Ghana’s average total score declines in 2018 – BBF Team
Data gathered by the ‘Becoming Breastfeeding Friendly (BBF) Project to understand the breastfeeding scale up environment and to assess progress using breastfeeding gears model, showed that in 2018, Ghana still has a moderate scaling up environment.
However, the data said the average total score across the eight gears declined from 2.0 in 2017 to 1.6 out of 3.0, which is the maximum performance if all the gears are optimal.
The gears are advocacy, political will, legislation and policies, funding and resources, training and programme delivery, promotion, research and evaluation, and coordination, goals and monitoring – all these must be at work and in harmony for large-scale improvement in a country’s national programme.
BBF initiative is jointly implemented by University of Ghana School of Public Health and Yale School of Public Health, USA, using an evidence-based approach to assess country policy, programmes, and institutions to determine their readiness and capacity to scale-up breastfeeding promotion, protection, and support.
Dr Richmond Aryeetey, Country Principal Investigator of BBF Project and a Senior Lecturer at University of Ghana School of Public Health, said key reasons for the change in total score were seen in the changes in the gears scores including limited evidence of coordination across programmes and institutions.
That, he said, accounted for the decline in the gear score for coordination, and decreases in advocacy, political will, and legislation and policy gear scores.
However, three gears, including promotion, training program delivery and funding and resources remained at the same score or increased slightly, he added.
He said the BBF Committee identified several gaps in policy and implementation of programmes, which include inadequate advocacy and promotion about breastfeeding; insufficient allocation of funds to breastfeeding programmes and inadequate number and skill of trained personnel in breastfeeding.
The rests were weak system of coordination among key stakeholders in breastfeeding, and unanswered questions in breastfeeding requiring research evidence.
Dr Aryeetey said based on the identified gaps, the Committee suggested recommendation, which were prioritised based on feasibility, affordability, and effectiveness.
They included ensuring strong and sustained promotion environment for breastfeeding’ ensuring adequate funding and resources were allocated for breastfeeding promotion, protection and support in Ghana, ensuring strong institutional and individual capacity for service delivery and accountability.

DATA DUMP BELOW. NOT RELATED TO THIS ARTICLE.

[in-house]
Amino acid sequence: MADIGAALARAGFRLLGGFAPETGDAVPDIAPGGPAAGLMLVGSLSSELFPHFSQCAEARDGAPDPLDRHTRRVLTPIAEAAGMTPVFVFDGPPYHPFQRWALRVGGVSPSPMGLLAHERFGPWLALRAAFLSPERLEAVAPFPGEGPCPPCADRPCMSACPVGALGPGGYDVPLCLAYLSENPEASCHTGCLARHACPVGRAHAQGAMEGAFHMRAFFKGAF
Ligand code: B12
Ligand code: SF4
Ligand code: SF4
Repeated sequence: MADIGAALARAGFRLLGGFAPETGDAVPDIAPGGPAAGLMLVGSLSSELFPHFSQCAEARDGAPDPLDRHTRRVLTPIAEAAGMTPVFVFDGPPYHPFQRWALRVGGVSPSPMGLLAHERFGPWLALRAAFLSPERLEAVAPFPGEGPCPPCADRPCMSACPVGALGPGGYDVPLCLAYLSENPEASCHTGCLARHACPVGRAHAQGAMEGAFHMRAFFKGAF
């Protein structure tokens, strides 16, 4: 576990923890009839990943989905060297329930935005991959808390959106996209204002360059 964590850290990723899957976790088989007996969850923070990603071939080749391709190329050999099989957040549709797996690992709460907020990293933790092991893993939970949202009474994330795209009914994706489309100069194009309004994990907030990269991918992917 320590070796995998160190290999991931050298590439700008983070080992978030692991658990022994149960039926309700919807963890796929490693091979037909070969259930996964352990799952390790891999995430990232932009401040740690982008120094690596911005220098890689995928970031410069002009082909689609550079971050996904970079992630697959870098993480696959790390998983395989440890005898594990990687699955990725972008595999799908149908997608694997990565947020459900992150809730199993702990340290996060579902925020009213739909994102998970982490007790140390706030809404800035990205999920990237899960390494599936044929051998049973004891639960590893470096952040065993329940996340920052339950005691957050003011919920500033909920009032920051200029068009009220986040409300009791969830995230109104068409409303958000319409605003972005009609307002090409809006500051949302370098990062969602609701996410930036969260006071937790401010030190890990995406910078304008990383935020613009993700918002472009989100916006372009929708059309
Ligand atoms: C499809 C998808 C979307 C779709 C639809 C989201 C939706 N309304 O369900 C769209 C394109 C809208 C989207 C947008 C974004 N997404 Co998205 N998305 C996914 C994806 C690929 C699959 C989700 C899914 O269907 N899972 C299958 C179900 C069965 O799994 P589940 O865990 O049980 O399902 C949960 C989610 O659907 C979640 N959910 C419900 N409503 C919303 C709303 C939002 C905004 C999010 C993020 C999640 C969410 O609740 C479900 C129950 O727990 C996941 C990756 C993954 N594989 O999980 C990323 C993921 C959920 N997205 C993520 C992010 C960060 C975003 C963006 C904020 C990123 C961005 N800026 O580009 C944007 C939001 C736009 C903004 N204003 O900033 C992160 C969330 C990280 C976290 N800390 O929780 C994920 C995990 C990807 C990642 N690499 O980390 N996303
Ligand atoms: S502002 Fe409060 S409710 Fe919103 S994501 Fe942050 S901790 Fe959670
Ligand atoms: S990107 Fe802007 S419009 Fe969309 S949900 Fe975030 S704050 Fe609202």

Other recommendations were ensuring coordination and partnership across key holders and ensuring decisions on breastfeeding policies and programme were evidence-informed.
Dr Aryeetey said in Ghana, exclusive breastfeeding rate and early rates were not optimal, as the 2014 demographic and health Survey report showed that almost half of children were not put to breast within the first one hour of life, also, only about half of Ghanaian children were given breast milk exclusively during the first six months.
He said, for the situation to change, there needed to be a deliberate efforts to promote and priotise breastfeeding through various media, protect breastfeeding from threats such as unhealthy marketing of breastfeeding milk substitutes, as well as inappropriate cultural and commercial influences that limited appropriate breastfeeding practices.
“There is also the need for policy and programmes that support breastfeeding at home, work and everywhere and by everyone. Continuous monitoring of breastfeeding programmes is necessary to ensure optimal breastfeeding programmes,” he added.
Mrs Esther Duah, Deputy Chief Nutrition Officer, Ghana Health Service, said already 634 maternity facilities have been declared ‘Becoming Breastfeeding Friendly’ and another 88 facilities also met the criteria and would soon be announced.
She said children that were put on exclusive breastfeeding turn to be healthier and grew better than those who did go through exclusive breastfeeding.
“Children with exclusive breastfeeding are less likely to fall sick as compared to the non-exclusive breastfeeding children,” she said and stressed on the need to scale up the campaign on exclusive breastfeeding to benefit the children, mothers and the country at large.
She said the situation where health facilities have children nurseries where mothers were not staying with their babies also serve as a barrier for BBF and expressed her gratitude that the system had been abolished to give mothers adequate time to breastfeed their babies.
Joan Schubert, Chief of Party, BBF Project, said their target was no more promoting exclusive breastfeeding but also to teach mothers how to introduce their children to food after six months to ensure their survival, growth, and development.
Armber Hromi-Fiedler, Associate Research Scientist at Yale School of Public Health, USA, said Ghana and Mexico were the first countries to implement BBF and emphasised the need to empower countries to assess their current readiness to scale up.